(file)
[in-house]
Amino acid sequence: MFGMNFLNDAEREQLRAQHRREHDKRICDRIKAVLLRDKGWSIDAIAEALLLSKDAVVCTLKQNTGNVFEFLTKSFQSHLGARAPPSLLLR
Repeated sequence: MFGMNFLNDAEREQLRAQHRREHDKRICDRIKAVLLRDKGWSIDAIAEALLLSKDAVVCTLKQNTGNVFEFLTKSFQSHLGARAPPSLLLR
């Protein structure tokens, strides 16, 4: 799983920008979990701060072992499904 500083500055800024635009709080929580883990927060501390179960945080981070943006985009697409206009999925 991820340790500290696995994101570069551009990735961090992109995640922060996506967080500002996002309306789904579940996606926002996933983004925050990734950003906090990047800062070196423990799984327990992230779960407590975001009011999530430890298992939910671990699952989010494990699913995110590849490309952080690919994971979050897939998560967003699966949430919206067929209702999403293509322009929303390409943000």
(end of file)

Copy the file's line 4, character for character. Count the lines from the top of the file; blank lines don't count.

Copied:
């Protein structure tokens, strides 16, 4: 799983920008979990701060072992499904 500083500055800024635009709080929580883990927060501390179960945080981070943006985009697409206009999925 991820340790500290696995994101570069551009990735961090992109995640922060996506967080500002996002309306789904579940996606926002996933983004925050990734950003906090990047800062070196423990799984327990992230779960407590975001009011999530430890298992939910671990699952989010494990699913995110590849490309952080690919994971979050897939998560967003699966949430919206067929209702999403293509322009929303390409943000």